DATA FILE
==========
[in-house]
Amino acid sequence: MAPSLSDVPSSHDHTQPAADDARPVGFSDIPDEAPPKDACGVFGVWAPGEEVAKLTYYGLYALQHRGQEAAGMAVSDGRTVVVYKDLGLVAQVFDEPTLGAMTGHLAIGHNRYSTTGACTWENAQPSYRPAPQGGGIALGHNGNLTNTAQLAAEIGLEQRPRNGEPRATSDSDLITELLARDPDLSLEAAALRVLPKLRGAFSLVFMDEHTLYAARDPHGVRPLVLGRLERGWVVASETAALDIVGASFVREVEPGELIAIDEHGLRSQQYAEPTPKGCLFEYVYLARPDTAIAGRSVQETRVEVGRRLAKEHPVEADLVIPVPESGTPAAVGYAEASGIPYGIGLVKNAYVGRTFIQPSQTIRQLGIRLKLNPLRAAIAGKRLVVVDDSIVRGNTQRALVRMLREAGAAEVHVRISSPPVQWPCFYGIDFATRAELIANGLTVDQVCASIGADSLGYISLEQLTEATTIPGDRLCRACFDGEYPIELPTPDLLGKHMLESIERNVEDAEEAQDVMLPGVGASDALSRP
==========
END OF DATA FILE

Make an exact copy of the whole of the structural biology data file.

[in-house]
Amino acid sequence: MAPSLSDVPSSHDHTQPAADDARPVGFSDIPDEAPPKDACGVFGVWAPGEEVAKLTYYGLYALQHRGQEAAGMAVSDGRTVVVYKDLGLVAQVFDEPTLGAMTGHLAIGHNRYSTTGACTWENAQPSYRPAPQGGGIALGHNGNLTNTAQLAAEIGLEQRPRNGEPRATSDSDLITELLARDPDLSLEAAALRVLPKLRGAFSLVFMDEHTLYAARDPHGVRPLVLGRLERGWVVASETAALDIVGASFVREVEPGELIAIDEHGLRSQQYAEPTPKGCLFEYVYLARPDTAIAGRSVQETRVEVGRRLAKEHPVEADLVIPVPESGTPAAVGYAEASGIPYGIGLVKNAYVGRTFIQPSQTIRQLGIRLKLNPLRAAIAGKRLVVVDDSIVRGNTQRALVRMLREAGAAEVHVRISSPPVQWPCFYGIDFATRAELIANGLTVDQVCASIGADSLGYISLEQLTEATTIPGDRLCRACFDGEYPIELPTPDLLGKHMLESIERNVEDAEEAQDVMLPGVGASDALSRP